Sometimes we want our functions to provide information back to the program that called them.
A function can give a value back to the caller using the
return keyword. The code that calls the function can assign the value returned to a variable.
For example, we could change our Python program to calculate the average of two numbers, instead of printing it:
def calculate_average(num1, num2): return (num1 + num2) / 2
Now our function will return the average back to the code that called it. Let’s write some code that calls the function, assigns the returned value to a variable, and prints that variable:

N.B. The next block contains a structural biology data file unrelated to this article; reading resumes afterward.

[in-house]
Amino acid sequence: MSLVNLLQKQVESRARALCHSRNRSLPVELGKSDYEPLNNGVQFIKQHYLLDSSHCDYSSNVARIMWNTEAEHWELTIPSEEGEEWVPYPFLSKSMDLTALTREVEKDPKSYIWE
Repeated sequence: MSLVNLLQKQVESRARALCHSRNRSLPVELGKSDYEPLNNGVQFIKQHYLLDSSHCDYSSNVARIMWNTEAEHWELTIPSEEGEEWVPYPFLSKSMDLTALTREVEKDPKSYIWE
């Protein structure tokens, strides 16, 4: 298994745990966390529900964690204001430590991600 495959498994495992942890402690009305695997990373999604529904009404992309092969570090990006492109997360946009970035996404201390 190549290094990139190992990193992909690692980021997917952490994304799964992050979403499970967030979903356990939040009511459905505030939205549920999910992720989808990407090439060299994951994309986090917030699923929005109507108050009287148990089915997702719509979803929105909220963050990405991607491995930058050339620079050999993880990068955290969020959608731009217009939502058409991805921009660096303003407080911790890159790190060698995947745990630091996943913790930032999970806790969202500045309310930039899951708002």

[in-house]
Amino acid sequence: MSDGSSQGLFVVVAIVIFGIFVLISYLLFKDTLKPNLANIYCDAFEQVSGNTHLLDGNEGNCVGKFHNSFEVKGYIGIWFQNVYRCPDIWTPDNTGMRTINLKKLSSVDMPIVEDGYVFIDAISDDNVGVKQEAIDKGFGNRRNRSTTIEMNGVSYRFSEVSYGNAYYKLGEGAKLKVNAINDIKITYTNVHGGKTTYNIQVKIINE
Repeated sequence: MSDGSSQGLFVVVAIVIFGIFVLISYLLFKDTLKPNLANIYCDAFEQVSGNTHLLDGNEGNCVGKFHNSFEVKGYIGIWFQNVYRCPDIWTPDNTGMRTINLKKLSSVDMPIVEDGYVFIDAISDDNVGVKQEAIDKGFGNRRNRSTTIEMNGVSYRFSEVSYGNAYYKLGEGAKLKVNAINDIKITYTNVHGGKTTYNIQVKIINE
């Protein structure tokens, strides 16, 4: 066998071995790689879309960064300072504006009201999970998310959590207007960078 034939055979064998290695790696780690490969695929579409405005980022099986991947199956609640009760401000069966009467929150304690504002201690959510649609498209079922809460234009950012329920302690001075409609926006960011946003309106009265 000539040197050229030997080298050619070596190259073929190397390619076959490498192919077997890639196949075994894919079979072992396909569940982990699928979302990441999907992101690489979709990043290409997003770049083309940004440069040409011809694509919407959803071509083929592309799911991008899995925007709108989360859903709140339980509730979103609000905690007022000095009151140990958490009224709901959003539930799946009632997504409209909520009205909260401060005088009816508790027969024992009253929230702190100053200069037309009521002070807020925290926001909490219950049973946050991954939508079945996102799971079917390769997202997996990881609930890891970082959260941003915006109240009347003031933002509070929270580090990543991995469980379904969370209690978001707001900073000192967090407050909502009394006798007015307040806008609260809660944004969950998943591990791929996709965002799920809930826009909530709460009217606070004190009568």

avg = calculate_average(12,48) print('average is', avg)
When we called
calculate_average with the inputs of
48, the function returns a value of
30.0. We then store that returned value into the variable
avg. When we print
avg it’s equal to
30.0, resulting in the following output:
average is 30.0
We now have a
get path to function that returns a path to a particular point for
Move to go to. Use it and
move to have Codey retrieve the key, then unlock the door.
Move get path to 4 3 Move get path to 7 5